Researchers out of the University of Minnesota have made a startling claim: air pollution discriminates against minorities. The University of Minnesota study found that race was a bigger factor than income in terms of which group is most impacted by poor air quality. The study found that minorities in the U.S. breath air with 38 percent more nitrogen dioxide than white people due to their close proximity to power plants and due to vehicle exhaust. “We were quite surprised to find such a large disparity between whites and nonwhites related to air pollution,” Julian Marshall, the report’s lead researcher, told the Minnesota Post. “Especially the fact that this difference is throughout the U.S., even in cities and states in the Midwest.” “The main ones are race and income, and they both matter,” Marshall added. “In our findings, however, race matters more than income.”
The liberal news blog Think Progress notes that this research echoes findings from a 2012 Yale University study that found that “‘potentially dangerous compounds such as vanadium, nitrates and zinc’ exist in locations with high concentrations of people of color, including African-Americans, Hispanics, and Asians.” The Environmental Protection Agency has listed nitrogen dioxide on its list of monitored air pollutants. This list includes air pollutants like ozone, carbon monoxide and lead. But the University of Minnesota study may be sounding the alarm on a problem that’s already being mitigated. Air pollutant levels in the U.S., however, have been on a downward trend since at least the 1980s, according to the EPA. Nitrogen dioxide levels have fallen 60 percent in the U.S. since 1980, according to the EPA, and air quality in urban areas have been improving greatly as well. In the New York City area, nitrogen dioxide levels have been on the decline since 1990.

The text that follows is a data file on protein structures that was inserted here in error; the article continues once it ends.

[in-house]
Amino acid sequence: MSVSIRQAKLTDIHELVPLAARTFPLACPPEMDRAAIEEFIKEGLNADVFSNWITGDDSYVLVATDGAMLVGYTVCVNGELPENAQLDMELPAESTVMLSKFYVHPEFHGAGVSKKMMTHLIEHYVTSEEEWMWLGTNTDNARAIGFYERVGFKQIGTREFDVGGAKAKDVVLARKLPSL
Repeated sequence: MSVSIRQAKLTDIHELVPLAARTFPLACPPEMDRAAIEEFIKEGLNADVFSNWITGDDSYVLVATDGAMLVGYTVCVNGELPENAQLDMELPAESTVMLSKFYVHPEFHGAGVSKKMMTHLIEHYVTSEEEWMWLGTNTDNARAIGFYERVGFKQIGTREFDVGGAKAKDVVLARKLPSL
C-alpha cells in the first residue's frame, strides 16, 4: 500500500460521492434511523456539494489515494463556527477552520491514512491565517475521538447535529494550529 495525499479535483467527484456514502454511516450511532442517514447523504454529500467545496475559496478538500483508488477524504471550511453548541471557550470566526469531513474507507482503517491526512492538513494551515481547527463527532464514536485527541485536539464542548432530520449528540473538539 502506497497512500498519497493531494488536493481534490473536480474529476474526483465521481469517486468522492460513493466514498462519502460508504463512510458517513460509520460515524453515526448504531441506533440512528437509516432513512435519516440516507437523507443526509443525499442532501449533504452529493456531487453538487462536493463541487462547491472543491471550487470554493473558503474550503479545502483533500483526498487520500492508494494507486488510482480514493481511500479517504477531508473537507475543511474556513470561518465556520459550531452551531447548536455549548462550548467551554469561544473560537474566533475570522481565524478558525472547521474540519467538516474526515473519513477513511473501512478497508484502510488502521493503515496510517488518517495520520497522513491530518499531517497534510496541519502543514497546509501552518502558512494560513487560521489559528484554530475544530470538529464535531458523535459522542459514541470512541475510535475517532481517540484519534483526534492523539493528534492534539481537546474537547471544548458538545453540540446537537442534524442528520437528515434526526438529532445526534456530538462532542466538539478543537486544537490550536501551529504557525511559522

But despite the huge gains in air quality, the EPA and the media often opt to report on the declining problems of air pollution in the country, instead of highlighting just how clean the air is compared to 1970. This phenomenon was highlighted by American Enterprise Institute fellow Joel Schwartz in 2007. He wrote that polling shows “the public thinks that air pollution has been steady or even rising over the last few decades, that it will worsen in the future, and that it is still a serious threat to people’s health.” “Much of what Americans think they know about air pollution is false,” Schwartz wrote. “Through exaggeration and sometimes even outright fabrication, the main purveyors of the story—journalists, government regulators, environmentalists, and even health scientists—have created public fear out of all proportion to the actual risks.” The free-market Institute for Energy Research found that EPA data showed that only a small number of counties across the U.S. are considered in “nonattainment” — meaning one or more air pollutant levels are above federal standards. “The most recent release of the Air Quality Trends report by the EPA once again shows the political slant of the agency and their tendency to ignore transparency and public discourse in the hopes of furthering an ideological agenda,” wrote IER’s Landon Stevens last year. “By neglecting to acknowledge the great success and progress made by the U.S. in lowering emissions and becoming more efficient, they further the deception that we are somehow retreating environmentally, to the smog-filled days of the industrial revolution,” Stevens added. “By perpetuating these misconceptions to the public the EPA not only fails to take credit for improvements, but also hinders honest public discussion of environmental policy and solutions based on fact and reason.”